Cameraman based in Edinburgh, employed by ITN, working for ITV's Good Morning Britain covering stories all over the UK and the world. War Zones, World Cups, Royal Tours and many other less exciting assignments, like interviewing current and ex Prime Ministers have kept me busy over the years working in Breakfast Television since GMTV came on the scene back in '93 and regional TV before that. In 2009 I began to record what it is like to work, the often strange and long hours needed to bring the hard news, human interest and fluffy fun to the UK's TV screens in the morning, mostly broadcasting live.

Wednesday, 27 March 2013

Helping Ant and Dec's Saturday Night Takeaway team

Saturday 16th March

Out of the blue late yesterday afternoon as my wife and I were having a celebratory drink because she had just been offered the job of Head Teacher of Edinburgh's flagship positive action school I got a call from Ant and Dec's Saturday Takeaway team.

Graham, the production manager asked if I could help them out with a bit of directing and coordinating.

There is a part in the programme where one of the studio audience members wins all the products seen in the commercial breaks.

When the audience come into the studio each one has their photograph taken.

These photographs are then put on a loop and shown on a large electronic billboard mounted on a van which is driven around a city.

Towards the end of the programme one of the photographs is randomly selected to win the prizes. It is called "Win The Ads".

So within the madness of the programme there are a couple of shots of the van. The first one shows the van moving past or near an iconic image in the city. The second is van standing statically when the winner is revealed on the screen.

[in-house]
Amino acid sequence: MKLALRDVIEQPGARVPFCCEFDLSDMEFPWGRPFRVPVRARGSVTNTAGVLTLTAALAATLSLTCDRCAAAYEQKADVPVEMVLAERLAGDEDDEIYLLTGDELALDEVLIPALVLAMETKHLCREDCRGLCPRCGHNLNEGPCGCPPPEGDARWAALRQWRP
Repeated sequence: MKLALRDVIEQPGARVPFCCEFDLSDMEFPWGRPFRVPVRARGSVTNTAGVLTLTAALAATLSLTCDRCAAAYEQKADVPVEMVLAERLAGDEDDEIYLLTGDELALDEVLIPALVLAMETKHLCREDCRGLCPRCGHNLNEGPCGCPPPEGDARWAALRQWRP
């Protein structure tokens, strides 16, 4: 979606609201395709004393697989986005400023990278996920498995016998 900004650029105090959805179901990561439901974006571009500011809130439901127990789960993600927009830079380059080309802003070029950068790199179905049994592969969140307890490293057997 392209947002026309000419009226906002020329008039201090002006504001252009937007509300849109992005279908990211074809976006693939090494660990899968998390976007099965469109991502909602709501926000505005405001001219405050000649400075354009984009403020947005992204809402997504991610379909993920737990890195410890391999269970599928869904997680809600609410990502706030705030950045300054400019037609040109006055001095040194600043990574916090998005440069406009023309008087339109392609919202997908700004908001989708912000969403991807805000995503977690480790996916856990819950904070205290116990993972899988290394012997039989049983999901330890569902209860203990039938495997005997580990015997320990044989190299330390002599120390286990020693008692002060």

Normally these shots are done live. However, this week for logistical and technical reasons they could not be done live. They would though, need to be done as near to the broadcast times of the slots as possible.

That’s where I came in. It would be my job to get the shots done and then whisk the tape to ITV Tyne Tees in Gateshead to get them down the line to the gallery in the South Bank in London.

The actual job would only take two or three hours.

So, this afternoon I met Lee the cameraman and the guys that drive the billboard van, Ian and Aiden.
The van with the screen on the Quayside..
..checking that the screen is working

I had a plan. Once Ian had received and loaded up the photographs we would get shots of the van going over the Tyne Bridge. It is by far the most iconic structure that says Newcastle.

Then on the Quayside with the bridge as a background we would do the reveal shot.
Turning the screen round so that it faces in the correct direction to get the shot
It took a couple of takes of the van going over the bridge before we got it right. On the first take the screen froze on one of the photographs for no apparent reason so we had to go again.
Lee shooting the van as it crosses the Tyne Bridge
View of his monitor showing his shot
Lee and Ian talk screen brightness as.. is set up for the reveal shot in the fading light
In the short time it was there it attracted a small..
..but excited crowd
There was not much time to get the tape across to Tyne Tees in Gateshead in time for the programme.

I grabbed the tape from Lee once he had done the shot, jumped into the car and drove as fast as I could.

On the way I had a few calls from the gallery in London to check when I would get the material across.

I whisked into the Tyne Tees car park and dumped the car outside the front door where I was met by the technician who would feed the tape.